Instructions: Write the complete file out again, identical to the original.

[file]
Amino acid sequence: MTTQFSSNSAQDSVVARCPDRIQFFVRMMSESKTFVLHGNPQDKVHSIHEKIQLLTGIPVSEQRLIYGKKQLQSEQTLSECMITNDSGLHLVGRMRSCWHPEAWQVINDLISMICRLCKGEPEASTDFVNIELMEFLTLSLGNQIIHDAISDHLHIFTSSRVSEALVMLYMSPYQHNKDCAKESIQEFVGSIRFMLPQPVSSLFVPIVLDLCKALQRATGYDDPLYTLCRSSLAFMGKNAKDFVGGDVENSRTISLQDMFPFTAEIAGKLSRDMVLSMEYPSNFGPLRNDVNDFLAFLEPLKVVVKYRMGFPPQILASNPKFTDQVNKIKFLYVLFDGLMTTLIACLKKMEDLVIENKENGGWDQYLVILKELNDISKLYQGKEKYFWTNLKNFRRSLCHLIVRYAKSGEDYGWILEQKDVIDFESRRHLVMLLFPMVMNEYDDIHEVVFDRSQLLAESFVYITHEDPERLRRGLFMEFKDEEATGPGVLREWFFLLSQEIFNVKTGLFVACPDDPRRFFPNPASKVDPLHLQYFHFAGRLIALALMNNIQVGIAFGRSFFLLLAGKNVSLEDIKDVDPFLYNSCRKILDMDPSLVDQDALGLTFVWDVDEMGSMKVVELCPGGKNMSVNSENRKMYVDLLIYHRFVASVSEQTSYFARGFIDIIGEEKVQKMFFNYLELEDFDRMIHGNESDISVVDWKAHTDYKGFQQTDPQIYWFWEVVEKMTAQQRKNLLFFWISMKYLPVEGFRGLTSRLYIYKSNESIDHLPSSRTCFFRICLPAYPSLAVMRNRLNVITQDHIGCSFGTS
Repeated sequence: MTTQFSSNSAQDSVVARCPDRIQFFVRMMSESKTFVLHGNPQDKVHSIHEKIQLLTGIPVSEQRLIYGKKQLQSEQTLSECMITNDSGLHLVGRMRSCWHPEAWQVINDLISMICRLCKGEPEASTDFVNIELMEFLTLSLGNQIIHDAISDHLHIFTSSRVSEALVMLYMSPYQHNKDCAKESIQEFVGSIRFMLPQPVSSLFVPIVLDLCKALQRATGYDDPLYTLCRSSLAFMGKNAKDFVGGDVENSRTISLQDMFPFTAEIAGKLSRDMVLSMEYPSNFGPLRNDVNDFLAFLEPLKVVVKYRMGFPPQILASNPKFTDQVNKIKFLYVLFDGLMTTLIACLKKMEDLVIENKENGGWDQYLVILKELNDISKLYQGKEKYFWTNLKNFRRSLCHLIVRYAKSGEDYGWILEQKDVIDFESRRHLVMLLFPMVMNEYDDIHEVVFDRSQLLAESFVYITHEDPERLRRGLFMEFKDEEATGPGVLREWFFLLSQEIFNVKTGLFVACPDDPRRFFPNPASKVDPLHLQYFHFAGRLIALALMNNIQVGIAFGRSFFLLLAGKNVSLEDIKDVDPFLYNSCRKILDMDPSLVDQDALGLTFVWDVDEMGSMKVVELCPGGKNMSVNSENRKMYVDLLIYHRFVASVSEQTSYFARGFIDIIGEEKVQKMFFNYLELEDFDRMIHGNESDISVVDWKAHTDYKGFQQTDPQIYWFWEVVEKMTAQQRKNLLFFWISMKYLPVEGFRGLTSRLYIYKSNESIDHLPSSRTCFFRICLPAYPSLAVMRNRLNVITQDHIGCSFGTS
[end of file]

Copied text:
Amino acid sequence: MTTQFSSNSAQDSVVARCPDRIQFFVRMMSESKTFVLHGNPQDKVHSIHEKIQLLTGIPVSEQRLIYGKKQLQSEQTLSECMITNDSGLHLVGRMRSCWHPEAWQVINDLISMICRLCKGEPEASTDFVNIELMEFLTLSLGNQIIHDAISDHLHIFTSSRVSEALVMLYMSPYQHNKDCAKESIQEFVGSIRFMLPQPVSSLFVPIVLDLCKALQRATGYDDPLYTLCRSSLAFMGKNAKDFVGGDVENSRTISLQDMFPFTAEIAGKLSRDMVLSMEYPSNFGPLRNDVNDFLAFLEPLKVVVKYRMGFPPQILASNPKFTDQVNKIKFLYVLFDGLMTTLIACLKKMEDLVIENKENGGWDQYLVILKELNDISKLYQGKEKYFWTNLKNFRRSLCHLIVRYAKSGEDYGWILEQKDVIDFESRRHLVMLLFPMVMNEYDDIHEVVFDRSQLLAESFVYITHEDPERLRRGLFMEFKDEEATGPGVLREWFFLLSQEIFNVKTGLFVACPDDPRRFFPNPASKVDPLHLQYFHFAGRLIALALMNNIQVGIAFGRSFFLLLAGKNVSLEDIKDVDPFLYNSCRKILDMDPSLVDQDALGLTFVWDVDEMGSMKVVELCPGGKNMSVNSENRKMYVDLLIYHRFVASVSEQTSYFARGFIDIIGEEKVQKMFFNYLELEDFDRMIHGNESDISVVDWKAHTDYKGFQQTDPQIYWFWEVVEKMTAQQRKNLLFFWISMKYLPVEGFRGLTSRLYIYKSNESIDHLPSSRTCFFRICLPAYPSLAVMRNRLNVITQDHIGCSFGTS
Repeated sequence: MTTQFSSNSAQDSVVARCPDRIQFFVRMMSESKTFVLHGNPQDKVHSIHEKIQLLTGIPVSEQRLIYGKKQLQSEQTLSECMITNDSGLHLVGRMRSCWHPEAWQVINDLISMICRLCKGEPEASTDFVNIELMEFLTLSLGNQIIHDAISDHLHIFTSSRVSEALVMLYMSPYQHNKDCAKESIQEFVGSIRFMLPQPVSSLFVPIVLDLCKALQRATGYDDPLYTLCRSSLAFMGKNAKDFVGGDVENSRTISLQDMFPFTAEIAGKLSRDMVLSMEYPSNFGPLRNDVNDFLAFLEPLKVVVKYRMGFPPQILASNPKFTDQVNKIKFLYVLFDGLMTTLIACLKKMEDLVIENKENGGWDQYLVILKELNDISKLYQGKEKYFWTNLKNFRRSLCHLIVRYAKSGEDYGWILEQKDVIDFESRRHLVMLLFPMVMNEYDDIHEVVFDRSQLLAESFVYITHEDPERLRRGLFMEFKDEEATGPGVLREWFFLLSQEIFNVKTGLFVACPDDPRRFFPNPASKVDPLHLQYFHFAGRLIALALMNNIQVGIAFGRSFFLLLAGKNVSLEDIKDVDPFLYNSCRKILDMDPSLVDQDALGLTFVWDVDEMGSMKVVELCPGGKNMSVNSENRKMYVDLLIYHRFVASVSEQTSYFARGFIDIIGEEKVQKMFFNYLELEDFDRMIHGNESDISVVDWKAHTDYKGFQQTDPQIYWFWEVVEKMTAQQRKNLLFFWISMKYLPVEGFRGLTSRLYIYKSNESIDHLPSSRTCFFRICLPAYPSLAVMRNRLNVITQDHIGCSFGTS